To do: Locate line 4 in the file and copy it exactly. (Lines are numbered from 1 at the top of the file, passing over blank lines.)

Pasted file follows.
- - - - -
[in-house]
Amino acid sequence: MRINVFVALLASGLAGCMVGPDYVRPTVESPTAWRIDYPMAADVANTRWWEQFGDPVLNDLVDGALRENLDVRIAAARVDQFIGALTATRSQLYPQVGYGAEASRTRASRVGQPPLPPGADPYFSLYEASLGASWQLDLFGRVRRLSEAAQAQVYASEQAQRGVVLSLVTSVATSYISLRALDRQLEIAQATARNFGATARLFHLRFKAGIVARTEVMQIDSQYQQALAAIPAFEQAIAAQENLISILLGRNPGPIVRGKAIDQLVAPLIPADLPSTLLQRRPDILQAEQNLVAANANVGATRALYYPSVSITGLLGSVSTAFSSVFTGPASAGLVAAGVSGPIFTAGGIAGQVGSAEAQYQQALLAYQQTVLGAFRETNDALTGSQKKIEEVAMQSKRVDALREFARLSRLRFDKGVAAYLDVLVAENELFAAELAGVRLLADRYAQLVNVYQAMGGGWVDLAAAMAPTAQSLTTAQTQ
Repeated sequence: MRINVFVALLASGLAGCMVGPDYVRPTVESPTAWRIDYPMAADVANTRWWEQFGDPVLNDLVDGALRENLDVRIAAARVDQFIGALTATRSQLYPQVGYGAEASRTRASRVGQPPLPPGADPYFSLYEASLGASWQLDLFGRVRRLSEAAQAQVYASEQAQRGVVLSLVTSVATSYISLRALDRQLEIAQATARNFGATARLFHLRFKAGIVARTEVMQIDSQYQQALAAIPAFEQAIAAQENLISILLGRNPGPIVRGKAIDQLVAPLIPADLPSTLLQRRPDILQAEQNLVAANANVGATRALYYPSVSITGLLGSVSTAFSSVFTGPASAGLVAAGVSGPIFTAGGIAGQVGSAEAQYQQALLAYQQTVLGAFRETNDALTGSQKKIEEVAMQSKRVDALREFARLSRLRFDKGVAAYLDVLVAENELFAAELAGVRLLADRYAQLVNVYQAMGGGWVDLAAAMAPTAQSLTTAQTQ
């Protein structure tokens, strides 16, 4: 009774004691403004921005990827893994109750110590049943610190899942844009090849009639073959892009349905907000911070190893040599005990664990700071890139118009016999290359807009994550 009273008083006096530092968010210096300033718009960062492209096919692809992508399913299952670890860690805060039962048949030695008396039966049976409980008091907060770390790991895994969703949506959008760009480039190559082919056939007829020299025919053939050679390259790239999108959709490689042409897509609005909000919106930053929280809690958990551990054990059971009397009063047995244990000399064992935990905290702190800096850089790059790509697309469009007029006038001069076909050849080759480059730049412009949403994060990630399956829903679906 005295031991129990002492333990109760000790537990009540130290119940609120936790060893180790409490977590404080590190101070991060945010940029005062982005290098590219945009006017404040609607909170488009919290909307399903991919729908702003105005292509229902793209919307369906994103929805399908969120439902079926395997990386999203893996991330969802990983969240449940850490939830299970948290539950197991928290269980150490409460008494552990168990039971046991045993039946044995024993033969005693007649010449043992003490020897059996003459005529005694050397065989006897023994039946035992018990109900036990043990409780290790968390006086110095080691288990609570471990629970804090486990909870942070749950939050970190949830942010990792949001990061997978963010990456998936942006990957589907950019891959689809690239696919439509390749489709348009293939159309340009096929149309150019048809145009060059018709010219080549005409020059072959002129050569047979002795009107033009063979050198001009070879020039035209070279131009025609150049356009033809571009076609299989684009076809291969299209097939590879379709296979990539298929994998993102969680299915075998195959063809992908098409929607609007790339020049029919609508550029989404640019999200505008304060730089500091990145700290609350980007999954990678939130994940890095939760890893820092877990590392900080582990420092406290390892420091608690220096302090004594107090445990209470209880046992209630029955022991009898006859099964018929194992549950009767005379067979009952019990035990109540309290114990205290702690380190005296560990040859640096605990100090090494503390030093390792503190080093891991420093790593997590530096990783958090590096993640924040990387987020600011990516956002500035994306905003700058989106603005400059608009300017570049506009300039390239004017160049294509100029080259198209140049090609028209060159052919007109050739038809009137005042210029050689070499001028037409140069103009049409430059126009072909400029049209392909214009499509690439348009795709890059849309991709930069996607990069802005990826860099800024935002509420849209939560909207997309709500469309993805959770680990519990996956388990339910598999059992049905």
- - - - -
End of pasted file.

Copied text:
């Protein structure tokens, strides 16, 4: 009774004691403004921005990827893994109750110590049943610190899942844009090849009639073959892009349905907000911070190893040599005990664990700071890139118009016999290359807009994550 009273008083006096530092968010210096300033718009960062492209096919692809992508399913299952670890860690805060039962048949030695008396039966049976409980008091907060770390790991895994969703949506959008760009480039190559082919056939007829020299025919053939050679390259790239999108959709490689042409897509609005909000919106930053929280809690958990551990054990059971009397009063047995244990000399064992935990905290702190800096850089790059790509697309469009007029006038001069076909050849080759480059730049412009949403994060990630399956829903679906 005295031991129990002492333990109760000790537990009540130290119940609120936790060893180790409490977590404080590190101070991060945010940029005062982005290098590219945009006017404040609607909170488009919290909307399903991919729908702003105005292509229902793209919307369906994103929805399908969120439902079926395997990386999203893996991330969802990983969240449940850490939830299970948290539950197991928290269980150490409460008494552990168990039971046991045993039946044995024993033969005693007649010449043992003490020897059996003459005529005694050397065989006897023994039946035992018990109900036990043990409780290790968390006086110095080691288990609570471990629970804090486990909870942070749950939050970190949830942010990792949001990061997978963010990456998936942006990957589907950019891959689809690239696919439509390749489709348009293939159309340009096929149309150019048809145009060059018709010219080549005409020059072959002129050569047979002795009107033009063979050198001009070879020039035209070279131009025609150049356009033809571009076609299989684009076809291969299209097939590879379709296979990539298929994998993102969680299915075998195959063809992908098409929607609007790339020049029919609508550029989404640019999200505008304060730089500091990145700290609350980007999954990678939130994940890095939760890893820092877990590392900080582990420092406290390892420091608690220096302090004594107090445990209470209880046992209630029955022991009898006859099964018929194992549950009767005379067979009952019990035990109540309290114990205290702690380190005296560990040859640096605990100090090494503390030093390792503190080093891991420093790593997590530096990783958090590096993640924040990387987020600011990516956002500035994306905003700058989106603005400059608009300017570049506009300039390239004017160049294509100029080259198209140049090609028209060159052919007109050739038809009137005042210029050689070499001028037409140069103009049409430059126009072909400029049209392909214009499509690439348009795709890059849309991709930069996607990069802005990826860099800024935002509420849209939560909207997309709500469309993805959770680990519990996956388990339910598999059992049905």